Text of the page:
crank and remanufacture the bearings. The cost on that was greater
than the purchase price of the engine!

Then I had another shop custom build the new set of rings. I
fixed the section of the water jacket that had been broken out. I
obtained a piece of sheet titanium to replace the air valve which
had rusted out. The fuel pump took about two weeks by itself to
free up and get in operational condition.

Then there was the governor. I soaked it for a month before I
was able to disassemble it. After disassembly, I cleaned it all up,
repaired the parts I had to break to disassemble it and got it
working as designed. A very interesting double eccentric/flyweight
design dynamically alters the outer eccentric shape which in turn
determines the amount of throw on the fuel injector pump. The fuel
injector was a challenge too. The nozzle was clogged and eroded and
the injector leaked at every joint. There wasn’t much I could
do with it, except clean it up a bit and make some new seals for
it. Never got it to atomize at all.

I then got to the oil line and fuel plumbing. This was perhaps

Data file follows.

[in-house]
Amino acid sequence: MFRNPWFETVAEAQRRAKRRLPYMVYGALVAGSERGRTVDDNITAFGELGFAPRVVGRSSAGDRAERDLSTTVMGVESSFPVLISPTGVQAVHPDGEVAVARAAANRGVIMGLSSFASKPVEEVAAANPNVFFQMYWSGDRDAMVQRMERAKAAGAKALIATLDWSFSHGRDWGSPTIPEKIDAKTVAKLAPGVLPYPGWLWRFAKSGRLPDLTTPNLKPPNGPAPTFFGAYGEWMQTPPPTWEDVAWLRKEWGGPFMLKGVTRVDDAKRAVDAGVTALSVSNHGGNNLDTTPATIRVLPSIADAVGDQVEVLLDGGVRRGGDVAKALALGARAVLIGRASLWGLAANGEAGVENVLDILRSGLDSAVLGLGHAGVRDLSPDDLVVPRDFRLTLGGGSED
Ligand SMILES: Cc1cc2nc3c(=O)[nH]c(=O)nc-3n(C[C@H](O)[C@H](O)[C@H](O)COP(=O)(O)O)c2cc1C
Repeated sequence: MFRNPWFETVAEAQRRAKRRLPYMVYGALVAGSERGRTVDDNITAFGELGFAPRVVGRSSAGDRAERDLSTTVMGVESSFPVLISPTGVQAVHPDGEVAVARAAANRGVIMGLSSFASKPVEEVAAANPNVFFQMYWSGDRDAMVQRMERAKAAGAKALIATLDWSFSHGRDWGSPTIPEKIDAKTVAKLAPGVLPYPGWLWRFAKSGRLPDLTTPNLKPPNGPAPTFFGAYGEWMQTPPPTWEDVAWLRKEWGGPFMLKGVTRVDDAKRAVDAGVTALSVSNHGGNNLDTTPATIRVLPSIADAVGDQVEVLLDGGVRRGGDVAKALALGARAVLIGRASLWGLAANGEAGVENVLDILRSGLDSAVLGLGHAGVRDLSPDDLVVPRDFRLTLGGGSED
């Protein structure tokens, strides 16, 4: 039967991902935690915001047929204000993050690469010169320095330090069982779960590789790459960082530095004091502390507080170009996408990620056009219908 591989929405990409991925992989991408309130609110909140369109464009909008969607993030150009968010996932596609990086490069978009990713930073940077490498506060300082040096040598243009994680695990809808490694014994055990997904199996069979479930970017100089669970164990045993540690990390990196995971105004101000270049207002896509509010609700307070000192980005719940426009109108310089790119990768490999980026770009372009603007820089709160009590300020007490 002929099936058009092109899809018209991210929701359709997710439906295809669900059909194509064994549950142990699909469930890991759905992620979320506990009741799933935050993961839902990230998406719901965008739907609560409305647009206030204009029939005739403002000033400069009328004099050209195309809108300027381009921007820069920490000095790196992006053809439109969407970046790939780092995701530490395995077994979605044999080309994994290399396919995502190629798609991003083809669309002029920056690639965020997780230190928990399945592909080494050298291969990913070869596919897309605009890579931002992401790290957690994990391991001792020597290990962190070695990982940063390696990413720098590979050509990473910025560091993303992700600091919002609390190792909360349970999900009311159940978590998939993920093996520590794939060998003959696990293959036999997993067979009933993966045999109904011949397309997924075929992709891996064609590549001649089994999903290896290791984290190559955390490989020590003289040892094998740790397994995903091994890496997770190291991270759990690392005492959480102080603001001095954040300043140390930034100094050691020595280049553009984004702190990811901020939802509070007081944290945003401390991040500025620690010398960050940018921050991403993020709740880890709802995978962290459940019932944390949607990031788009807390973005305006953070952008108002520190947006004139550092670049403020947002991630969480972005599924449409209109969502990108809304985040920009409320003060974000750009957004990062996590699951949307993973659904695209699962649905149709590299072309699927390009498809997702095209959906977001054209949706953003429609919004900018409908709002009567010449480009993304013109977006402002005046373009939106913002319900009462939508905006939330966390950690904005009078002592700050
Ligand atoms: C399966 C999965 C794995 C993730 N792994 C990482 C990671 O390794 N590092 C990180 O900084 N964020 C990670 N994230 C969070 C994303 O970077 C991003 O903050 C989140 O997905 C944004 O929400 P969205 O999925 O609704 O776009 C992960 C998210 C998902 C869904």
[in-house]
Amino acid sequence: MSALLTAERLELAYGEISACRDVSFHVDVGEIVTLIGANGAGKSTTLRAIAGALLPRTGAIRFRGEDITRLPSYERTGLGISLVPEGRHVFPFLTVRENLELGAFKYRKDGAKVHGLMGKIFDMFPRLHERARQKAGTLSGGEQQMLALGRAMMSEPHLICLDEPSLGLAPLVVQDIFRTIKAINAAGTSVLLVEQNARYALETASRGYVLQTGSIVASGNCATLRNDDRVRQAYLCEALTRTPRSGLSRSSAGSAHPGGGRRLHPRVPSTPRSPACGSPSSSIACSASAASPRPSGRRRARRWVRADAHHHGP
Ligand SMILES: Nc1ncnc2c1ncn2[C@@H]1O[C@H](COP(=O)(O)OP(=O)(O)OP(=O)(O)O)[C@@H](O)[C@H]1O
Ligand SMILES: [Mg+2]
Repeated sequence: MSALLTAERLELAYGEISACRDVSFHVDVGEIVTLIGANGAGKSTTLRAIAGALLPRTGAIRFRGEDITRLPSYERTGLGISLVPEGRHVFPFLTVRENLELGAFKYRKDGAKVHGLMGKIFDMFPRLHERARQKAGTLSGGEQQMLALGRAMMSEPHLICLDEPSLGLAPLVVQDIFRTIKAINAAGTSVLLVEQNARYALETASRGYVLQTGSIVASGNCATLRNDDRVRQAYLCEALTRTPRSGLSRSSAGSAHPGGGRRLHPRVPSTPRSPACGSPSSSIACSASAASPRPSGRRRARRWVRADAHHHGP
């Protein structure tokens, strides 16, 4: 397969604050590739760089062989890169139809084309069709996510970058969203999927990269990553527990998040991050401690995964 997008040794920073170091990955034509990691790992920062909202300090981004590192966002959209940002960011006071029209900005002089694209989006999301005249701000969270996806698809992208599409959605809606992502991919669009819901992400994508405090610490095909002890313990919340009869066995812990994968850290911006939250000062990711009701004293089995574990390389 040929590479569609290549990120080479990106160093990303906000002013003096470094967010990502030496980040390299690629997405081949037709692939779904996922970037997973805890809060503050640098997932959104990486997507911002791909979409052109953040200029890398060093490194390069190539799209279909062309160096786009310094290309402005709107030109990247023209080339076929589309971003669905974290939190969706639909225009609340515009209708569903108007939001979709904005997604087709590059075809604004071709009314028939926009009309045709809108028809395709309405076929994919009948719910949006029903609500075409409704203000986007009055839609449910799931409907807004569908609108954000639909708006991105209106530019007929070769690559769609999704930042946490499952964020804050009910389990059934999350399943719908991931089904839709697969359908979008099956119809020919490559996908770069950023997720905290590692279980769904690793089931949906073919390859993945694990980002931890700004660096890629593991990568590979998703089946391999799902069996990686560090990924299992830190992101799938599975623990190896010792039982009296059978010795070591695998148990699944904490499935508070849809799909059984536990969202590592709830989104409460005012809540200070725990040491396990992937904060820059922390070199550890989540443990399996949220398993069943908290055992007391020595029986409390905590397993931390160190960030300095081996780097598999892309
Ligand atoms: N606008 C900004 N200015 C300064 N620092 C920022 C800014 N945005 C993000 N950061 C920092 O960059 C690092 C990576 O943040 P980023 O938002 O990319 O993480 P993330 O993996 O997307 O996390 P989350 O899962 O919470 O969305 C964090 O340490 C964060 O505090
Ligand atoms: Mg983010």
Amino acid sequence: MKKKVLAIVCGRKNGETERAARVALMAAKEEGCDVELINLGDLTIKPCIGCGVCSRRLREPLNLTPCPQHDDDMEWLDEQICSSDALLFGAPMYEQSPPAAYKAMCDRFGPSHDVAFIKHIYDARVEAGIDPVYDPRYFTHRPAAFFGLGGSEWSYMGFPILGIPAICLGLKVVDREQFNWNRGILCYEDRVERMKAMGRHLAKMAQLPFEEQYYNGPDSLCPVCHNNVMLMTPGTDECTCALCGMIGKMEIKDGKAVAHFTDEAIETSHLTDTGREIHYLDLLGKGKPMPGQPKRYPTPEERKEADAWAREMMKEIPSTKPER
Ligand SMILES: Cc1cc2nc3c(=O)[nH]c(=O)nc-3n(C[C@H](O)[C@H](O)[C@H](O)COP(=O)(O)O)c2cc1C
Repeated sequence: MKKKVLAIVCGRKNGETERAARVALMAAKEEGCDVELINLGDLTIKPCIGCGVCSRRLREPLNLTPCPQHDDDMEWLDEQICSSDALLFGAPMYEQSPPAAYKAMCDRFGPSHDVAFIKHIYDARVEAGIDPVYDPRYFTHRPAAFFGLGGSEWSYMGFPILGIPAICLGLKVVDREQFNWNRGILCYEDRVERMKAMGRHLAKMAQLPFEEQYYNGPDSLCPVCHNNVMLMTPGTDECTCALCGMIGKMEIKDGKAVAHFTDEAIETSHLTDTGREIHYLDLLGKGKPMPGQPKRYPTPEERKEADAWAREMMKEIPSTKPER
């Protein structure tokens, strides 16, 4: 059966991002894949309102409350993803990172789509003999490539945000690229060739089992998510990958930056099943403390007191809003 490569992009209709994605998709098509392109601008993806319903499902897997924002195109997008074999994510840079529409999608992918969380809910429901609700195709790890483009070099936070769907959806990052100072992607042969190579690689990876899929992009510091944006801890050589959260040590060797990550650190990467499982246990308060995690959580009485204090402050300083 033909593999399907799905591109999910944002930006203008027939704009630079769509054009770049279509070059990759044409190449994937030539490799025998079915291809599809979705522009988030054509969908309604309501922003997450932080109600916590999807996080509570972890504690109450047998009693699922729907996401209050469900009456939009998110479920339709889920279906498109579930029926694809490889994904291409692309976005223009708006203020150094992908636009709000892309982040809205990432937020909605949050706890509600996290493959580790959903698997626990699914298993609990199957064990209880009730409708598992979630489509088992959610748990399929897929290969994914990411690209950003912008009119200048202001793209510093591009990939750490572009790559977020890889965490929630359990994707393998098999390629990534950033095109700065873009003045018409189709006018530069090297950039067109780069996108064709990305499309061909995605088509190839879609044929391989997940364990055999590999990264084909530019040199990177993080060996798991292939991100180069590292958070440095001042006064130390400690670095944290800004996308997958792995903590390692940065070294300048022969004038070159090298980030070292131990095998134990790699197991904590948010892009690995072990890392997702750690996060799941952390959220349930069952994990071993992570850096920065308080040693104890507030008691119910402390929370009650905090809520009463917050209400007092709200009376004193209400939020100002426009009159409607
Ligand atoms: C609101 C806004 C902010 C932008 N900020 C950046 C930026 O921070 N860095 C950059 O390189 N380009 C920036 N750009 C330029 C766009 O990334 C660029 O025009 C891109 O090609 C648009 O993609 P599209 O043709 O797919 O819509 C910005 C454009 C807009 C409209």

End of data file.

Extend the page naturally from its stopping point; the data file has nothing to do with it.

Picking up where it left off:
the most disappointing of all, because I had no idea how all the
original lines ran. My rendition of how the lines went didn’t
work so well, along with the external oil pumps which I
jury-rigged. Disappointment and disillusionment followed, and the
engine was mothballed for a while.

About a year later, I attended the Puget Sound Antique Tractor
and Machinery Association show in Lynden, Washington. There was one
exhibitor from Canada who actually had an operating 8 HP sister to
my 5 HP Petter! 1 spent a long time talking with him and taking
slides and videos of his engine, because all of a sudden, I
realized this new information of how the engine should be finished
off and made to run, gave me enough information to get mine running
too! At the show, I was also able to also purchase a single-feed
Madison-Kipp lubricator.

When I got home, a vast percentage of my available waking hours
were dedicated to finishing off the Petter project. I was able to
complete the fuel and oil plumbing. The original lubricator for
this engine had been a two feed, and I had bought a one feed, so I
connected the one feed to the crankpin and put drip oilers on where
the other feed should have gone, the piston. I went to the local
Caterpillar dealer and obtained what I asked for, ‘the largest,
hottest glow plug’. It was a 150 watts, 24 volts, which I was
able to set within the original glow plug.

I then built the carriage and assembled all the other supporting
equipment for the engine onto the carriage. The cooling tank I used
was the core from an old water heater of approximately the same
vintage as the engine. The pulley I turned on my brother’s
lathe, after laminating 10 8’x8’xl’ pieces of oak.
Since the original cast iron muffler was missing, I made one the
best I could, using pictures I had of the 8 HP as a guide. It came
out pretty well. I was even able to find a paraffin torch similar